VTeam AI

Whisper and Bark Models Unveiled: Demonstrating Text-Audio and Audio-Text Transformations

Shifting our focus from the familiar terrain of Langchain and LLMs, we're diving into the fascinating world of speech processing, spotlighting two key models: Whisper (Audio-to-Text) and Bark (Text-to-Audio). Join us as we unravel their intricate architectures and give a hands-on demonstration. Kicking off with OpenAI's Whisper, we'll delve into its advanced transcription abilities, multilingual support, translation features, and its open-source ethos.

After discussing a lot about Langchain and LLMs, for a change, we will be discussing two very important models in the field of speech processing,

  • Whisper (Audio-to-Text)
  • Bark (Text-to-Audio)

In this blog, we will be talking about both these models, their architecture, and eventually a basic demonstration. So let's start with OpenAI's Whisper.

Divider

Whisper (Audio-to-Text)

    1. ASR System: Whisper is an ASR system, which means its primary function is to transcribe spoken words into written text developed by OpenAI

    2. Robustness: Due to its large and diverse training dataset, Whisper exhibits improved robustness in recognizing various accents, handling background noise, and understanding technical language.

    3. Multilingual Support: Whisper is not limited to English; it is capable of transcribing speech in several other languages. This multilingual support makes it versatile for global applications.

    4. Translation Capability: In addition to transcription, Whisper has the ability to translate non-English languages into English. It has been trained with 125,000 hours of data for this purpose, enhancing its language translation capabilities.

    5. Open Source: Whisper is an open-source project, making it free to use, distribute, and modify. Users can access its resources and contribute to its development.

Approach

The Architecture

  • Transformer Model: Whisper utilizes the Transformer architecture, a deep learning model known for its effectiveness in various natural language processing tasks. This architecture consists of encoder and decoder components.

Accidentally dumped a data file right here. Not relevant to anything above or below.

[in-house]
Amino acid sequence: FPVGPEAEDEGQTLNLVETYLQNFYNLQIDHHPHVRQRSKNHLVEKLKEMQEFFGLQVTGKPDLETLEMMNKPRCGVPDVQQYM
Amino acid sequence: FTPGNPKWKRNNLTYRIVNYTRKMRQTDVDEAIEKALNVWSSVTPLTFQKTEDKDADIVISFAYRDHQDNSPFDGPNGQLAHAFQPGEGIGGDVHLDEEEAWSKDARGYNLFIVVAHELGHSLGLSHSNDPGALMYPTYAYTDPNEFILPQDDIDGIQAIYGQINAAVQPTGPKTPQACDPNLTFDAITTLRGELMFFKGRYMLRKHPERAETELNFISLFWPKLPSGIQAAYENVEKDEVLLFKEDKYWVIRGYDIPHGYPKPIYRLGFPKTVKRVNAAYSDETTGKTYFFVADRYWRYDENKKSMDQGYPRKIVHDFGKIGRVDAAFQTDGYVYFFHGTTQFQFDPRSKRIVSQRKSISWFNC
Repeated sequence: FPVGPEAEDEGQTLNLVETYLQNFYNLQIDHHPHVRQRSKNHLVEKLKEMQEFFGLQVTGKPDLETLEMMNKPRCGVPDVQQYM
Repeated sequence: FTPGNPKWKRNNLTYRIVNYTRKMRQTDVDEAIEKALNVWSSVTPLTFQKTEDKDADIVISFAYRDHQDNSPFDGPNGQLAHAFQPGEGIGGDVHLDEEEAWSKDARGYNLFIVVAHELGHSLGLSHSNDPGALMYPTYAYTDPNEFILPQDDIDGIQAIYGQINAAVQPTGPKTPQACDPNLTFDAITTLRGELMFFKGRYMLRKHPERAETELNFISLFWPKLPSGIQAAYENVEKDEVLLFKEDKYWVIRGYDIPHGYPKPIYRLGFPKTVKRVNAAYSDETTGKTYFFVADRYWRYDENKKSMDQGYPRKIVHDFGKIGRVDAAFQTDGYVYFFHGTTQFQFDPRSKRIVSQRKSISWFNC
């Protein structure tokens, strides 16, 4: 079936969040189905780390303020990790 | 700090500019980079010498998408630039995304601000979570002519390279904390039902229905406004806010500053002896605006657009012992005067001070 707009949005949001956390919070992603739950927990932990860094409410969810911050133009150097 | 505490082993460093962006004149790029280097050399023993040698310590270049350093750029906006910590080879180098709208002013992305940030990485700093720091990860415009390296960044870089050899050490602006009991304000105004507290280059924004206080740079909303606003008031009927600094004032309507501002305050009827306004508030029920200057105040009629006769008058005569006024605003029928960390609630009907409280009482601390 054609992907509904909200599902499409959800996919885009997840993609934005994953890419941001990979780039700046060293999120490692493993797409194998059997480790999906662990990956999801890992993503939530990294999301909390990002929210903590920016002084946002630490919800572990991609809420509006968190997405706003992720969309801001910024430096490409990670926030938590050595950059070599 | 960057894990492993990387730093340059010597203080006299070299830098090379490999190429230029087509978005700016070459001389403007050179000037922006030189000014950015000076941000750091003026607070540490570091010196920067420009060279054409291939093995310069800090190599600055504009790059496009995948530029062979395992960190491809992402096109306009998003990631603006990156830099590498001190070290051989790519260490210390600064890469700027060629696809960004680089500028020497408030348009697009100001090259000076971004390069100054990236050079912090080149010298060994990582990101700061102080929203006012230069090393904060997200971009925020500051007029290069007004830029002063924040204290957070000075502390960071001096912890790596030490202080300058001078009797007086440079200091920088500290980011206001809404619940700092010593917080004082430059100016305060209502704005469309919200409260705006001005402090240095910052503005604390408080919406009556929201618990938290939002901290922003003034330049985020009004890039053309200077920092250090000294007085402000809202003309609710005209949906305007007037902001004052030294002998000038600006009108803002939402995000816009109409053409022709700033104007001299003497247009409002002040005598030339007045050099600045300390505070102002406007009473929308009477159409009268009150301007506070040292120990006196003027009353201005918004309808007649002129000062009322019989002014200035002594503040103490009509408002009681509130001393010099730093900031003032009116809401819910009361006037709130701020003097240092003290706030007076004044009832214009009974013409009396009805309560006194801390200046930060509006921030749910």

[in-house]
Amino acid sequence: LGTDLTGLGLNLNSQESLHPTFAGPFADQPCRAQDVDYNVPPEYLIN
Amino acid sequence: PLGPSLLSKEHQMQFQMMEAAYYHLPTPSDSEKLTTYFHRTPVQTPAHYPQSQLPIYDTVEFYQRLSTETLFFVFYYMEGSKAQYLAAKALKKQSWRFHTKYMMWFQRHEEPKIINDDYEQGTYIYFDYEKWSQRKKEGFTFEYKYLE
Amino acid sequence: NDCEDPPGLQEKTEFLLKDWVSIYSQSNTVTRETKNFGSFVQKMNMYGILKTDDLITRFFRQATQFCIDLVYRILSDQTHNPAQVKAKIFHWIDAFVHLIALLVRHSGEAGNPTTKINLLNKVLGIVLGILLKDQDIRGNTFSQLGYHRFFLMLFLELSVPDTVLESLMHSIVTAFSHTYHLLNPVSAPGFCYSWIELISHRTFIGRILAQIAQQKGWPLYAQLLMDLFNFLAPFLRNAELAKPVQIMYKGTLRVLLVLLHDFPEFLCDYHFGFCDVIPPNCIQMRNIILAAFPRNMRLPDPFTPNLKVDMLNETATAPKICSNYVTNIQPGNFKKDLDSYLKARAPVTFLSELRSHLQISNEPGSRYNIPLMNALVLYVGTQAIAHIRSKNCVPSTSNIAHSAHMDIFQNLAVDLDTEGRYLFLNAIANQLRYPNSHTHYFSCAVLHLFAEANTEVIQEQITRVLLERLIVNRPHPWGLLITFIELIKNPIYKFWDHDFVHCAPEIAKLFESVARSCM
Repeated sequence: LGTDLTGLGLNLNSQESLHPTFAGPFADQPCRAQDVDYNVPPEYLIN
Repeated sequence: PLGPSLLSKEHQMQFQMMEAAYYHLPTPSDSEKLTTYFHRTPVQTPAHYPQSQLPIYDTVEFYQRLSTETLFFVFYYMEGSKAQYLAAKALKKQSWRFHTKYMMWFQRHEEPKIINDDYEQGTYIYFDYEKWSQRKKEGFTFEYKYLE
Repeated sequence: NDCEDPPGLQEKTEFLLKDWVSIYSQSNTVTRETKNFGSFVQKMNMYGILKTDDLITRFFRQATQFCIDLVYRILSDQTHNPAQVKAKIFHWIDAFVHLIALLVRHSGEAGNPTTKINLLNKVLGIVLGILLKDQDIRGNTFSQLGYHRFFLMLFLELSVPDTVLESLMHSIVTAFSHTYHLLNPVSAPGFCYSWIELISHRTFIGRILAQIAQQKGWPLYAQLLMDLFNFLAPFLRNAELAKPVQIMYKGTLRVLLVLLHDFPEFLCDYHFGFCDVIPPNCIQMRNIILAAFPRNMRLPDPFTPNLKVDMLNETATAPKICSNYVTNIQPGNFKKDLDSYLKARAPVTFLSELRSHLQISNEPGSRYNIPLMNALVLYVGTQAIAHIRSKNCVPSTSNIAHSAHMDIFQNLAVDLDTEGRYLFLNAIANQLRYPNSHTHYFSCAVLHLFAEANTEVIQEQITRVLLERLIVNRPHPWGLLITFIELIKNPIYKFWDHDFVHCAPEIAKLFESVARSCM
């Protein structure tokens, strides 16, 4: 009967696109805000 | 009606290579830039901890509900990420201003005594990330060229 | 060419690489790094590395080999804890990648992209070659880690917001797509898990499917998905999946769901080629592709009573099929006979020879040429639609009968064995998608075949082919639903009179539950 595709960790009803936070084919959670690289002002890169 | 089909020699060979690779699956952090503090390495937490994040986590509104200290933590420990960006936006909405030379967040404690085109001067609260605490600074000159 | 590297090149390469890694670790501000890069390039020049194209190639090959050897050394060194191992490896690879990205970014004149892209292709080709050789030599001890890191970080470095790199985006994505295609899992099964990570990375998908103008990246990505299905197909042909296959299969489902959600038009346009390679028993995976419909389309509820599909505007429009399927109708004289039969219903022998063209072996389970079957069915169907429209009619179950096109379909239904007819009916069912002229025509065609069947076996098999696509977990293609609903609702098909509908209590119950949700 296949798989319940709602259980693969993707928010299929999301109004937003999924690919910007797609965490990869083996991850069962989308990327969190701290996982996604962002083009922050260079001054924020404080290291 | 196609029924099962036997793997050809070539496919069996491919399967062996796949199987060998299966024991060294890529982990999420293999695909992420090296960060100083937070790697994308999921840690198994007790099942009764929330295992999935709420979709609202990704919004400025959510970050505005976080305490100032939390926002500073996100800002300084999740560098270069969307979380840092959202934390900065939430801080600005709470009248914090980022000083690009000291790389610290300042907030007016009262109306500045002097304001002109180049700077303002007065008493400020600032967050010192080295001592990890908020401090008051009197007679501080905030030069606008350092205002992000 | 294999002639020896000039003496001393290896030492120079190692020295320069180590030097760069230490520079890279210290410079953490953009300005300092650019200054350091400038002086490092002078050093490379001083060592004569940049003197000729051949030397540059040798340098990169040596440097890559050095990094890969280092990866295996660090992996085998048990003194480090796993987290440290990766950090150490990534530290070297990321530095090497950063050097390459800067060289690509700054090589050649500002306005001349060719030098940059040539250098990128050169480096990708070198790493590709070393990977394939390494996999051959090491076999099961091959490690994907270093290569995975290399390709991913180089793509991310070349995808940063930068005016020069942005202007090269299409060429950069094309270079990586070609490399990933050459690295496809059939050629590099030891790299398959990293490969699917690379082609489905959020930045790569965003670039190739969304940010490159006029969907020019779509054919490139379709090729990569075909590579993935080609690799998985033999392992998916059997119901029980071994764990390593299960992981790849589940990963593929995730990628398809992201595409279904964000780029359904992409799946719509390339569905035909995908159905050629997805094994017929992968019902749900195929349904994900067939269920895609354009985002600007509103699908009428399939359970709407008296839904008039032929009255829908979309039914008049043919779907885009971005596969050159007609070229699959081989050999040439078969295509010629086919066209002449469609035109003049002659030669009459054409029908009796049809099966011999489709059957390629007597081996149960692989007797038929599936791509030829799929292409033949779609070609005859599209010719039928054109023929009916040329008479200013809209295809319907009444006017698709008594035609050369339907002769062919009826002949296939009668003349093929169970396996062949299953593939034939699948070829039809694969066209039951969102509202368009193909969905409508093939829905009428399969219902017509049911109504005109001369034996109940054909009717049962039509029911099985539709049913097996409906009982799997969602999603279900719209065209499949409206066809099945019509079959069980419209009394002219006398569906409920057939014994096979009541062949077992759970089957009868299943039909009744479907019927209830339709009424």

• Encoder-Decoder Structure: Whisper employs an encoder-decoder structure, where the encoder processes the input audio data, and the decoder generates the corresponding text output. This setup allows it to convert spoken language into written text effectively.

  • Input Processing: Input audio is divided into 30-second chunks. Each chunk is then converted into a log-Mel spectrogram. This spectrogram representation helps capture the essential features of the audio signal.

  • Encoder: The log-Mel spectrogram data is passed through the encoder component. The encoder's role is to understand and extract meaningful information from the audio input. It propagates this information to the decoder for text generation.

  • Decoder: The decoder is responsible for generating the corresponding text captions. It takes the information from the encoder and uses it to predict the text that corresponds to the audio input. This prediction is intermixed with special tokens that guide the model during the generation process.

Enough of theory, it's time we get our hands dirty with some basic codes. We will be trying out two audios,

  • A basic 8-second audio (sample.wav)

 

Counting Stars by OneRepublic

#!pip install -U openai-whisper
import whisper
model = whisper.load_model("base")
result = model.transcribe("sample.wav")
print(result["text"])
A

Not just smaller audios, even longer audio can be easily transcribed

model = whisper.load_model("base")
result = model.transcribe("counting_stars.mp3")
print(result["text"])
The below output is a sample of the whole song transcribed
Cs

Moving onto the Text-to-Audio mode Bark now

Bark (Text-to-Audio)

Bark is a transformer-based text-to-audio model created by Suno.ai and available on HuggingFace, designed for various audio generation tasks. Its architectural style draws inspiration from GPT, resembling models like AudioLM and Vall-E. Bark utilizes a quantized audio representation based on EnCodec.Unlike traditional text-to-speech (TTS) models, Bark is not confined to a linear script. Instead, it is a fully generative text-to-audio model with the remarkable ability to generate audio content that deviates from the input text unexpectedly. This unique feature sets Bark apart from conventional TTS models.

  1. Text-to-Audio Conversion: Bark specializes in converting text input into audio output. It uses advanced machine learning techniques, specifically a transformer architecture, to achieve this.

  2. Multilingual Support: Bark has the ability to generate highly realistic speech and other audio content in multiple languages. This multilingual support makes it versatile for catering to diverse linguistic needs.

  3. Audio Variety: Beyond speech, Bark can generate a wide range of audio content, including music, background noise, and simple sound effects. This versatility makes it suitable for applications like audio production and content creation.